That there are Christians that believe that we ought to make the government bigger and that government will help the poor and homeless more effectively than voluntary giving, or even that the government is anything but a bane to moral religions, is mind boggling. Both the mainstream left and right seek the same thing: to expand monopolistic powers of government. With the left, they seek to do so domestically, cracking down on both personal and economic liberty, while the right wants to do that somewhat but mostly are war hawkish. The right is obviously preferable and a better path to diminishing government and creating voluntary societies. If the so called religious left thinks they will have any power in the future of developed nations, they ignore not only the complete ineffectiveness of the policies they support (resorting to post hoc fallacies to take credit for existing trends), but their own demographics.

    • There may be some reason to think that government in some authoritarian sense might provide the solutions to major problems. But if you are referring to the collective effort in a democratic context to address social matters in a way that individuals cannot on their own, then it isn’t clear that such efforts are misguided, or that other solutions are feasible, never mind preferable.

      • Chase Miller

        You assume that a democratic system cannot be authoritarian or can’t select an authoritarian and that a democratic state is necessary to have “collective effort” to “address social matters,” it isn’t; voluntary social organizations and individuals have done far more to help than states ever have.

        • It is not clear that in an ancient context things were better, nor that they are better in societies in which there are fewer collective solutions to issues of healthcare, or poverty, or so on. Can you perhaps provide evidence to support your claim?

          • Chase Miller

            It is clear, just look at what happens when markets are freer and commodities are treated as such without governments hampering competition.

          • That is exactly what persuades me of the need to address societal matters collectively. I have thankfully never had the chance to live somewhere where each individual arranged for their own trash collection. But I have had the opportunity to see what universal access to healthcare looks like, and consider it unfortunate that most people in the United States will never get a chance to experience it so as to compare it to the system that we have here.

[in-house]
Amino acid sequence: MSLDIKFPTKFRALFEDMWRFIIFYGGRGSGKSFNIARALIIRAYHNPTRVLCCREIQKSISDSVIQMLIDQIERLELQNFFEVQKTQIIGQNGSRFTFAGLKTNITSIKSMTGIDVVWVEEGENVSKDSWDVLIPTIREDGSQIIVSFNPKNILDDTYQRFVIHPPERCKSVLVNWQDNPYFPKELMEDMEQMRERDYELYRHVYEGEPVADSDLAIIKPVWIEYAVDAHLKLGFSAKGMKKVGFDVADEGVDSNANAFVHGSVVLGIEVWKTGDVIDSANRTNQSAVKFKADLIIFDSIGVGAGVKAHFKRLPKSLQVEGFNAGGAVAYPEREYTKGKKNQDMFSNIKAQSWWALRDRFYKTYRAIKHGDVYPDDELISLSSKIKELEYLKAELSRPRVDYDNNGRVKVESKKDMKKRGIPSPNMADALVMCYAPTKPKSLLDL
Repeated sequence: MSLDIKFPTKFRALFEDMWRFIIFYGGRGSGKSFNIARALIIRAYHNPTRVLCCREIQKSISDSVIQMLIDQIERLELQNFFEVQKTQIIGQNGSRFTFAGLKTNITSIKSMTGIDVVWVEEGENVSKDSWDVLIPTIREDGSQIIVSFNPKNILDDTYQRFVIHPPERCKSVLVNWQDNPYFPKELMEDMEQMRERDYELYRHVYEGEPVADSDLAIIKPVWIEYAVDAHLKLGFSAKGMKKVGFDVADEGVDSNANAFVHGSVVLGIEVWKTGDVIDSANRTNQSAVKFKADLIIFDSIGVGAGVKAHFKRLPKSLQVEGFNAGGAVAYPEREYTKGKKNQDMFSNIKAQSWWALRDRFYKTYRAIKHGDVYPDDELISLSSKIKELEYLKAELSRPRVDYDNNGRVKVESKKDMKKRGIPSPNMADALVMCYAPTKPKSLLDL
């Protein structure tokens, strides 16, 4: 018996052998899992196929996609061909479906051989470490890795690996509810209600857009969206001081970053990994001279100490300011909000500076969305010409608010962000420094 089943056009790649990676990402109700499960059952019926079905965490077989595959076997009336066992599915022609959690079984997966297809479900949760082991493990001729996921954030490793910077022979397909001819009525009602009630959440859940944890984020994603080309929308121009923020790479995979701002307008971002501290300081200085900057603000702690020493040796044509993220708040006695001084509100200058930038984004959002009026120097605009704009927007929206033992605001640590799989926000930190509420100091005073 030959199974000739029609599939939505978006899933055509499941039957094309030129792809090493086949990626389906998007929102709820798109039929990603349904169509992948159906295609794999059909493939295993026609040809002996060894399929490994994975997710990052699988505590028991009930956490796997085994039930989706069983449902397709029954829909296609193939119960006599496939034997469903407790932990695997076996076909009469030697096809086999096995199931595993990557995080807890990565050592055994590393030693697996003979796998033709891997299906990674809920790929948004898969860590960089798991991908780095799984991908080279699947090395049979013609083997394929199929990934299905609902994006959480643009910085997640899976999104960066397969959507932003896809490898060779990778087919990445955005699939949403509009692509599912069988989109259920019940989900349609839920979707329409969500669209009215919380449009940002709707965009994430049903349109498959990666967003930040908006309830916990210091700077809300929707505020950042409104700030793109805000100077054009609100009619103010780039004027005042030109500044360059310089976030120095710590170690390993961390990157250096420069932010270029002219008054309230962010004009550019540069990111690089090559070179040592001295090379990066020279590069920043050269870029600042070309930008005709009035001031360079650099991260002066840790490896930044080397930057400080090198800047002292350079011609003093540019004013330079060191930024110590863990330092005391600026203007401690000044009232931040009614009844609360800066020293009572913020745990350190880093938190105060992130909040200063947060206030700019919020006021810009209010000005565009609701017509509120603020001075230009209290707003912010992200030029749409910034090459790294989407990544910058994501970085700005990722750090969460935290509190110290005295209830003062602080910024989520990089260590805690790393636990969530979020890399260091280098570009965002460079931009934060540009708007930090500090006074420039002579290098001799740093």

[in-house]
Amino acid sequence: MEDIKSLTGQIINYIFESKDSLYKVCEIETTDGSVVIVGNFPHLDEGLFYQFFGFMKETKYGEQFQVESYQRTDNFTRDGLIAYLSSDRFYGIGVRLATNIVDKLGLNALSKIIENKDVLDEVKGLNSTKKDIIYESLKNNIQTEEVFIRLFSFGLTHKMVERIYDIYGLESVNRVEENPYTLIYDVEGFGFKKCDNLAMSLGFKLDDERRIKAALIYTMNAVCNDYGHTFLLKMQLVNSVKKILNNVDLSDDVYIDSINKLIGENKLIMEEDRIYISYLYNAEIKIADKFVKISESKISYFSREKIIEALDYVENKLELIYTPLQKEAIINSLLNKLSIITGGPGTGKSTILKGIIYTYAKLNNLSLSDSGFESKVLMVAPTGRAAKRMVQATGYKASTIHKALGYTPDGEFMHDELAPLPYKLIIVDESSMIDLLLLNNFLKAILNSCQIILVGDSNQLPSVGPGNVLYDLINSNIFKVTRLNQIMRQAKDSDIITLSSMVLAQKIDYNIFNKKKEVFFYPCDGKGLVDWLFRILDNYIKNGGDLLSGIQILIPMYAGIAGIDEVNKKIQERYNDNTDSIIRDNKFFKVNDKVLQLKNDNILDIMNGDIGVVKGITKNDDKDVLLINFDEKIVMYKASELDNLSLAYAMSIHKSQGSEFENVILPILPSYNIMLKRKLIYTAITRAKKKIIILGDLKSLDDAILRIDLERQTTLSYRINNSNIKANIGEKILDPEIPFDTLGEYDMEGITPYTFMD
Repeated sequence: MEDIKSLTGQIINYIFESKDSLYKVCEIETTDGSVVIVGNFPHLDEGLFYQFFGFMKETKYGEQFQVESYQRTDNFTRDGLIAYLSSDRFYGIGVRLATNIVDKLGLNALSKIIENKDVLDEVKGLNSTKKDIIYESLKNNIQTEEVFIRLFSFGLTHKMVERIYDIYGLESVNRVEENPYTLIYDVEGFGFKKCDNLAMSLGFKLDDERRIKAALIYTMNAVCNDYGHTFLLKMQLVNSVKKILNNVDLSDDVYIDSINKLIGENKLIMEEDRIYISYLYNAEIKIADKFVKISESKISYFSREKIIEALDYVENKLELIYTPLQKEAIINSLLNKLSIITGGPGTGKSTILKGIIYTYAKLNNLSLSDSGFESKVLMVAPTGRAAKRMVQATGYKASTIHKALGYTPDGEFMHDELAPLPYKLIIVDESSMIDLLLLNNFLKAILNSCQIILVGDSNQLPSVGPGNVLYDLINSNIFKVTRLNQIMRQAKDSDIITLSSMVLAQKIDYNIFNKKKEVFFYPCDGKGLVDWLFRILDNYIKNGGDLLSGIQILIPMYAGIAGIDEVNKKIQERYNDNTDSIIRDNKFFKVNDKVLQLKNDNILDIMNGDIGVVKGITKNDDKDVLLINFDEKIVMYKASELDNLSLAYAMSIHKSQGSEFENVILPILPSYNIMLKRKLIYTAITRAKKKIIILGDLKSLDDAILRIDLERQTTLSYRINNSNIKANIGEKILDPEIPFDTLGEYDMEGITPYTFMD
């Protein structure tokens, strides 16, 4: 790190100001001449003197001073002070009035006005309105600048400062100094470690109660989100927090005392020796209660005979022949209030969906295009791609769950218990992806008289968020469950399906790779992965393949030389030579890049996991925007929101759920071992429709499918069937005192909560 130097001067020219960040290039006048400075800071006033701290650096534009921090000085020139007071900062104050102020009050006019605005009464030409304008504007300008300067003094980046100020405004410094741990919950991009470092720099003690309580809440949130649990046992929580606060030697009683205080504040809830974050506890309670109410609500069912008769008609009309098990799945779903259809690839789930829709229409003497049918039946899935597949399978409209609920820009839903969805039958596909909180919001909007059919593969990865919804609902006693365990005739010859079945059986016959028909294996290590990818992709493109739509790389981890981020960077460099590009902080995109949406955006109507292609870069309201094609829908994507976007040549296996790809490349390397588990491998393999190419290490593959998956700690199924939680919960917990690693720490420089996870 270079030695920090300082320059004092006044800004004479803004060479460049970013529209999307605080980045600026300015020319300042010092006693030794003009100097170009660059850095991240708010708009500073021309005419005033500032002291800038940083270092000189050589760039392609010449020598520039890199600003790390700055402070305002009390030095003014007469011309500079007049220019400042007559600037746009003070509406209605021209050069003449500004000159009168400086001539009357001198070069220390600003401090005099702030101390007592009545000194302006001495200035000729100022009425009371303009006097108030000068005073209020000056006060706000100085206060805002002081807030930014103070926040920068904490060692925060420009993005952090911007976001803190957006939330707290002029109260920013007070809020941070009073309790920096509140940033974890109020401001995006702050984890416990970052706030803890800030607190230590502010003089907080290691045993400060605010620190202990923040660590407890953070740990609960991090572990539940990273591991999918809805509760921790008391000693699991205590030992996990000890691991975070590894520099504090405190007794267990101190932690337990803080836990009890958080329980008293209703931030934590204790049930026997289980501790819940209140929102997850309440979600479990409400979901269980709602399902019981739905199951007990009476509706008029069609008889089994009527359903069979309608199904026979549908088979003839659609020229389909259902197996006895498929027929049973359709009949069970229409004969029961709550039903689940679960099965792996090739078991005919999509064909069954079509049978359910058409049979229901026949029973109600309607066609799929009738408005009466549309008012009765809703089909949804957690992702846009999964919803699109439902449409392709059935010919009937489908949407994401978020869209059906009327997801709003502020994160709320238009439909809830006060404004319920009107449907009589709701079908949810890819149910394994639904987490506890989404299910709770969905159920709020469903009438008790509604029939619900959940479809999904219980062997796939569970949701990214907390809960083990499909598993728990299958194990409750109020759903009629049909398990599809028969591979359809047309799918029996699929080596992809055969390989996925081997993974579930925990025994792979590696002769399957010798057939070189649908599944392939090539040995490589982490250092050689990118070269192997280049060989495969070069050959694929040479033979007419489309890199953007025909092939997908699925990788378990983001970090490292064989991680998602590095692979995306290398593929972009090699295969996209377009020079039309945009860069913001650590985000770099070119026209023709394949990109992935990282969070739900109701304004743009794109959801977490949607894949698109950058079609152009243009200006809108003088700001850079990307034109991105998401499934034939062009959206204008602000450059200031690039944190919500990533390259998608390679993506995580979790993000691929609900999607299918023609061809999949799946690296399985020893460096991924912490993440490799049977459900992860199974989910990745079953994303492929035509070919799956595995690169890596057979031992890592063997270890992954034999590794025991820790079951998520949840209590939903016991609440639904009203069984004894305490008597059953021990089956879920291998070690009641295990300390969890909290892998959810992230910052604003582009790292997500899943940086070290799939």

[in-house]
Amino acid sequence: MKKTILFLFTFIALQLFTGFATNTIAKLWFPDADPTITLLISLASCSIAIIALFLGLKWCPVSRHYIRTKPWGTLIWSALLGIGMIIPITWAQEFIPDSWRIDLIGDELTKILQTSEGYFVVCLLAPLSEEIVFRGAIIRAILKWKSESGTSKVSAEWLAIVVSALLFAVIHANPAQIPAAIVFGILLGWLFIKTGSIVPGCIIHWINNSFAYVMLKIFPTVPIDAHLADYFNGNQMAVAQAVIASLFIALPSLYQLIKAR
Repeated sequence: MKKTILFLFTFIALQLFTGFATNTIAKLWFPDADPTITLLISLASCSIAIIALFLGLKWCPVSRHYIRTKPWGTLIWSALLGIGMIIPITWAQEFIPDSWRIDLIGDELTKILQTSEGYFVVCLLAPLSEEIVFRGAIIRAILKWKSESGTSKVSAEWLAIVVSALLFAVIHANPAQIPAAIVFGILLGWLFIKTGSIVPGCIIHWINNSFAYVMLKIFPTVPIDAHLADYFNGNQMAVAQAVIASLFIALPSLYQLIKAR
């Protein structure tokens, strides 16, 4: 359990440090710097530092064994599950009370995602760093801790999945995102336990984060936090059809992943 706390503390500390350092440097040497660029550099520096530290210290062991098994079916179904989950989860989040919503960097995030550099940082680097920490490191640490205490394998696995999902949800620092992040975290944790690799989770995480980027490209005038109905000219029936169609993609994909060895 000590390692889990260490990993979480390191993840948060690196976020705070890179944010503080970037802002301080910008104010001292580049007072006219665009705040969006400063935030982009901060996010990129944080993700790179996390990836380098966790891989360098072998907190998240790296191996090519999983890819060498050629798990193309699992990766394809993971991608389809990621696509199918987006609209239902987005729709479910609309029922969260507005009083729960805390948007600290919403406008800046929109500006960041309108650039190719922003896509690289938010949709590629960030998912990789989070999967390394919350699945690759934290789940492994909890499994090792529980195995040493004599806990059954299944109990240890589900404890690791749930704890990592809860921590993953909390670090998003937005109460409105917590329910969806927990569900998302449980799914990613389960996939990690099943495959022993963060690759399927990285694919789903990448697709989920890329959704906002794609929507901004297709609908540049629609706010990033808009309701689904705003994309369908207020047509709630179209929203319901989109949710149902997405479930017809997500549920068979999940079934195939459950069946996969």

• Chase Miller

            Then I wish you good luck in hell, the more than doubling in standard of living in countries like china, singapore, korea, japan, and some ex soviet countries, etc, and the massive developments in medical care haven’t come from stifling market freedom and stealing money

          • Stealing money? In a democracy? Is that what you call it when things like the military are dealt with collectively? Or are your objections only to some thing, such as those that relate to human wellbeing such as healthcare?

            http://www.patheos.com/blogs/religionprof/2012/07/taxation-charity-and-robbery.html

          • sheryl clyde

            I take it that you are ignorant of the reason for the creation of welfare in the first place? During the great depression the church could not keep up with the demand for help and giving dropped. Humans are not the altruistic creatures you would like them to be. Even the old testament had laws for helping the poor. Farmers had to leave a corner of their fields uncut for the poor to harvest. IF there was all kinds of animals to hunt and wild food people could gather lt might be different but there is not. IF God provided a way in the old testament for the poor to be taken care of then who are you to say that they should not be? I suggest you read matthew 25 again and again until you understand what it really means.

          • Chase Miller

            Ah yes, the old great depression canard. Prolonged double digit unemployment, reduction in working hours, shortages because of price controls, massive debt, and the formation of a literal ponzi scheme all to “fix” something caused by the government anyway. The government meddling was the problem in the first place, and welfare gives them even more power. I find it so incredibly ironic that you accuse me of ignorance when I have looked at every right wing left wing and other view related to these topics, have you done that, can you give a justification for your positions that stands on it’s own and isn’t just a logical fallacy based on non existent facts or positions that people like me don’t even take? You should consider whether you are looking at different views from the same basic facts to arrive at an initially unknown conclusion, or are starting with an intransigent position.

            “Humans are not the altruistic creatures you would like them to be.” Good point, now tell me how a system where one group of people have a monopoly and are economically unaccountable is a good thing, instead of a market system where the more favorable firms out compete less favorable firms.

            In the old testament people had a covenant with god and with each other: https://en.m.wikipedia.org/wiki/Covenant_(law)
            This is far far different from the involuntary modern state system we have today, which has led to far more evil than good.

            Matthew 25 does not seem to support anything you are saying at all, but the new and old testament do have numerous verses supporting private property rights, you should perhaps read the whole of the bible again and again, and also venture outside your echo chamber

  • Pat68

    Yep. I know an elder in an evangelical church that this fits well. When discussing whether or not to give a line item in the budget to an already successful ministry that was providing help to the needy, his reasoning for not doing so was, “God didn’t call us to save the world.” I about fell off my chair. Of course God doesn’t call us to save the world, but my goodness, to use this as a rationale for not helping to continue this program was beyond me. And this was a man very much into holiness doctrine.